Press "Enter" to skip to content


During this crisis, I am sure many have thought about death, the afterlife, and all that it entails. Many Christians look forward to heaven, its spenders, and lack of coronavirus, corrupt governments, and greedy neighbors. But is heaven really our final destination?

I was watching an episode of Star Trek Voyager called, Emanations. In this episode, the lost crew of the starship Voyager encounter a race called the Vhnori who believe when they die their bodies are transported to the afterlife – a new dimension in which they evolve into beings of greater consciousness and understanding of their universe. The crew of the Voyager discovered their bodies are really transported through a space anomaly that dumps them on asteroids.

The Vhnori believe in the afterlife as a better place than their current existence. Many look forward to death, and even those suffering disease or injury seek an early death to elevate their suffering and the suffering of their loved ones.

It reminded me of a question I came across in Christian literature: Why does God not take us straight to heaven when we get saved? Why wait until we die? After all, isn’t this the point of salvation, the end goal of the Christian?

I too once believed our goal was heaven. I have even taught this in the past, even to my children. I remember my son asking me, “If we read all of the Bible, then can we go to heaven?” We were taught heaven is the final goal, the existence beyond death that is better than this life now; a better country, paradise. Why wouldn’t my son want to go to such a wonderful place?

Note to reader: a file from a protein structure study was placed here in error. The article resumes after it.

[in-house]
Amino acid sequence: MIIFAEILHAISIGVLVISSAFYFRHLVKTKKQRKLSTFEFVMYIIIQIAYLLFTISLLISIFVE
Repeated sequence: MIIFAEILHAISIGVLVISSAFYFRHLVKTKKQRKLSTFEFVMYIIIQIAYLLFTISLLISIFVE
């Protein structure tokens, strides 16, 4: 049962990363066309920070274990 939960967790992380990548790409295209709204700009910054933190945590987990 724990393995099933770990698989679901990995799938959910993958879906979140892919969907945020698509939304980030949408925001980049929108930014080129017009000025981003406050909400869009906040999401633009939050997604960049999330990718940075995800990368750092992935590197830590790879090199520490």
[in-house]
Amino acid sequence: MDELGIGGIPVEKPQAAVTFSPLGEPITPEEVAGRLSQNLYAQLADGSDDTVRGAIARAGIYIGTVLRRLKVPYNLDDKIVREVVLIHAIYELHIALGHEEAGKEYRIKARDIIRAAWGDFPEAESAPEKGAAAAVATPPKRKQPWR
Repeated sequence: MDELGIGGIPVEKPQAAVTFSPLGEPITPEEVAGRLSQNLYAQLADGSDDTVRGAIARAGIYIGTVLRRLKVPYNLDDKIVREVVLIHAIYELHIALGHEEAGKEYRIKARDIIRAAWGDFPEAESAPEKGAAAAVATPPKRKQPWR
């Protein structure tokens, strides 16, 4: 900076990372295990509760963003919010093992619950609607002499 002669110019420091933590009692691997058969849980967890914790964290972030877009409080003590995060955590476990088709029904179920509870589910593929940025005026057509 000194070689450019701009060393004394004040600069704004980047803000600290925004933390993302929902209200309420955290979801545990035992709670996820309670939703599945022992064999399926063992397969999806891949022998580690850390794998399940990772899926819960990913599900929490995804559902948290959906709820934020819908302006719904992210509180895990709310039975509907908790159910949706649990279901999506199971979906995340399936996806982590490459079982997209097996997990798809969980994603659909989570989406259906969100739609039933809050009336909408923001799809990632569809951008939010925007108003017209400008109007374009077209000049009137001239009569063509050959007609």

It was Billy Graham who said, “My home is in heaven. I’m just traveling through this world.”

I am sorry Billy Graham, but heaven is not our destination. It is not the goal. What is the goal is a new age that is to come right here on this earth. Not the same earth, but transformed earth. One in which God has made all things new set all wrongs right, and has made the mortal immortal. The Bible calls this existence the new heaven and the new earth (Rev. 21:1). We could use the shorthand “heaven” to describe this existence. But, it comes with centuries worth of baggage: fantasies of winged people sitting on clouds strumming harps.

Our citizenship is in heaven. But, in the end, heaven and earth combine to form the new heavens and new earth where God will dwell with us for all eternity. Until then, we are agents working with God in the transformation of this world. First, our transformation in salivation. Second, our work in this world to bring heaven to earth by the good that we do to our neighbors and the world. 

Father, we pray, let your kingdom come, your will be done, on earth as it is in heaven.

%d bloggers like this: